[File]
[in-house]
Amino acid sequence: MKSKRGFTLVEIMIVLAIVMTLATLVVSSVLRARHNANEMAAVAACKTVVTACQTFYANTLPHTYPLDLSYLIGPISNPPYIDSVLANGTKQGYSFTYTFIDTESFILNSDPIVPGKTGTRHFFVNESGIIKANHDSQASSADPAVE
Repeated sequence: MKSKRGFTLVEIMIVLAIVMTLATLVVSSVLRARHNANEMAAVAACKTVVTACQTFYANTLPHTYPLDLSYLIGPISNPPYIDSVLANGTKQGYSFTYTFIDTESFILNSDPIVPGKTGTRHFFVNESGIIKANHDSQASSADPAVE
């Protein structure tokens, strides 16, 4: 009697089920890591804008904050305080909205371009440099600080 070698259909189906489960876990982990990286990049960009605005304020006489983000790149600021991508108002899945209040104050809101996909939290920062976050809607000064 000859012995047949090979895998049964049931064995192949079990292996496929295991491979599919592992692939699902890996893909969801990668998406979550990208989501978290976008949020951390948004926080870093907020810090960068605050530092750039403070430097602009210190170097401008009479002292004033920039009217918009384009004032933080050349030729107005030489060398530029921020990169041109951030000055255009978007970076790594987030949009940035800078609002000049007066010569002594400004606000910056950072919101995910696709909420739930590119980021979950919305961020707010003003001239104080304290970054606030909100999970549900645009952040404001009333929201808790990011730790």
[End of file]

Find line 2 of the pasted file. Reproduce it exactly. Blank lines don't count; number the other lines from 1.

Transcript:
Amino acid sequence: MKSKRGFTLVEIMIVLAIVMTLATLVVSSVLRARHNANEMAAVAACKTVVTACQTFYANTLPHTYPLDLSYLIGPISNPPYIDSVLANGTKQGYSFTYTFIDTESFILNSDPIVPGKTGTRHFFVNESGIIKANHDSQASSADPAVE